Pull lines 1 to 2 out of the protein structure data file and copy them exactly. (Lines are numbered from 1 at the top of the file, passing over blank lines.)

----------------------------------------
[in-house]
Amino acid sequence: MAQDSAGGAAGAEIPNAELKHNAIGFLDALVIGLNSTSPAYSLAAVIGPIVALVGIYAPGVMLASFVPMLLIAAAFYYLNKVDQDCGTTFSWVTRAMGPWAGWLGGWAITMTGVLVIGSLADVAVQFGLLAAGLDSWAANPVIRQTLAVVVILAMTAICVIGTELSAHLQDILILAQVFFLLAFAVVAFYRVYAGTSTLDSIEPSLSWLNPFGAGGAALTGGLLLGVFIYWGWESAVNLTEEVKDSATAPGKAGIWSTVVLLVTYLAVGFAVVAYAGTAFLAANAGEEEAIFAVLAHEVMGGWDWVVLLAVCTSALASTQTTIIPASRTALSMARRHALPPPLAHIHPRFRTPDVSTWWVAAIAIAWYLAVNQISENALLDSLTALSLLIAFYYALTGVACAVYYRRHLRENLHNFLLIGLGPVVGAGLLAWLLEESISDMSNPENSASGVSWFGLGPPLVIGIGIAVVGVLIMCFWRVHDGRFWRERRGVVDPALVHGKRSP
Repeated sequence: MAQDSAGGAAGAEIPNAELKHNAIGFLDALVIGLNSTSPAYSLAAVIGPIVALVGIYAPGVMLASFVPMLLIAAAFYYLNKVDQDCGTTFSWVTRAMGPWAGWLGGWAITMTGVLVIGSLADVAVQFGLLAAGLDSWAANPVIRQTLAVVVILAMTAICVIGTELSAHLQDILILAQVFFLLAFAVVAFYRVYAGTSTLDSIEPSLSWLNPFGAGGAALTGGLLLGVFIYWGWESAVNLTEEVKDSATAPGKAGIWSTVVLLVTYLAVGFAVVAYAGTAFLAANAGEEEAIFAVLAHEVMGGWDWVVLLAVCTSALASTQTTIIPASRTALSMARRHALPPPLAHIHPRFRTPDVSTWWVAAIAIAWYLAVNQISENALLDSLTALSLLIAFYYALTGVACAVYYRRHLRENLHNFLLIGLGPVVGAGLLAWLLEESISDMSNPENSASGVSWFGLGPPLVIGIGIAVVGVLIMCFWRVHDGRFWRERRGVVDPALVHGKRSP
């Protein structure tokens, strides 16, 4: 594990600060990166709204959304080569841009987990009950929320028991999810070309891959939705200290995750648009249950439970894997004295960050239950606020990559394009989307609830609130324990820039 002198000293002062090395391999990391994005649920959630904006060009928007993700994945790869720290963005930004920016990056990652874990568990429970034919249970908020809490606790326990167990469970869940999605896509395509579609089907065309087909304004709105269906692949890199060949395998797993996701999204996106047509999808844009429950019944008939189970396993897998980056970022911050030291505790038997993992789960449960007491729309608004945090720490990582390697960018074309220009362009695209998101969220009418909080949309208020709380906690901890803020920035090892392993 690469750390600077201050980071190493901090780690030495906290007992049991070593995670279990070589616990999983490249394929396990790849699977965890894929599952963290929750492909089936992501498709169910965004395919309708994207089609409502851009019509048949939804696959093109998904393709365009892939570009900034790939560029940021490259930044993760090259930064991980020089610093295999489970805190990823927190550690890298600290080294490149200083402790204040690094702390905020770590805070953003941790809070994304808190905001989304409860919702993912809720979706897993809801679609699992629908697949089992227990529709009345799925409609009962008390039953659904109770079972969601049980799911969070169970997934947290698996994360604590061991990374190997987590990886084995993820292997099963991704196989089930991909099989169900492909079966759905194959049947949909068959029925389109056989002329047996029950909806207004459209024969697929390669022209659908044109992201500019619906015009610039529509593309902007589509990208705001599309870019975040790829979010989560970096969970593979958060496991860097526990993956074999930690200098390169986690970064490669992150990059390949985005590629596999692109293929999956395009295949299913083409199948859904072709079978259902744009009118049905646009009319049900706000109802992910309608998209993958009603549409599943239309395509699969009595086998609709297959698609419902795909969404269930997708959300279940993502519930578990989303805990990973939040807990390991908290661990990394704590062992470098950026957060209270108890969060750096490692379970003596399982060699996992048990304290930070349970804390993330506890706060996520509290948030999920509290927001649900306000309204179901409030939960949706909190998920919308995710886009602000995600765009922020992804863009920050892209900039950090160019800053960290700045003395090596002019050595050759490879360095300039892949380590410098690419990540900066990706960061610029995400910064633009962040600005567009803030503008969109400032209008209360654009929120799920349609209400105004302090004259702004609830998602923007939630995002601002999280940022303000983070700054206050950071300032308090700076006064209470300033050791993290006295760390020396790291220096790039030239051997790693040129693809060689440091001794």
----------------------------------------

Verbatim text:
[in-house]
Amino acid sequence: MAQDSAGGAAGAEIPNAELKHNAIGFLDALVIGLNSTSPAYSLAAVIGPIVALVGIYAPGVMLASFVPMLLIAAAFYYLNKVDQDCGTTFSWVTRAMGPWAGWLGGWAITMTGVLVIGSLADVAVQFGLLAAGLDSWAANPVIRQTLAVVVILAMTAICVIGTELSAHLQDILILAQVFFLLAFAVVAFYRVYAGTSTLDSIEPSLSWLNPFGAGGAALTGGLLLGVFIYWGWESAVNLTEEVKDSATAPGKAGIWSTVVLLVTYLAVGFAVVAYAGTAFLAANAGEEEAIFAVLAHEVMGGWDWVVLLAVCTSALASTQTTIIPASRTALSMARRHALPPPLAHIHPRFRTPDVSTWWVAAIAIAWYLAVNQISENALLDSLTALSLLIAFYYALTGVACAVYYRRHLRENLHNFLLIGLGPVVGAGLLAWLLEESISDMSNPENSASGVSWFGLGPPLVIGIGIAVVGVLIMCFWRVHDGRFWRERRGVVDPALVHGKRSP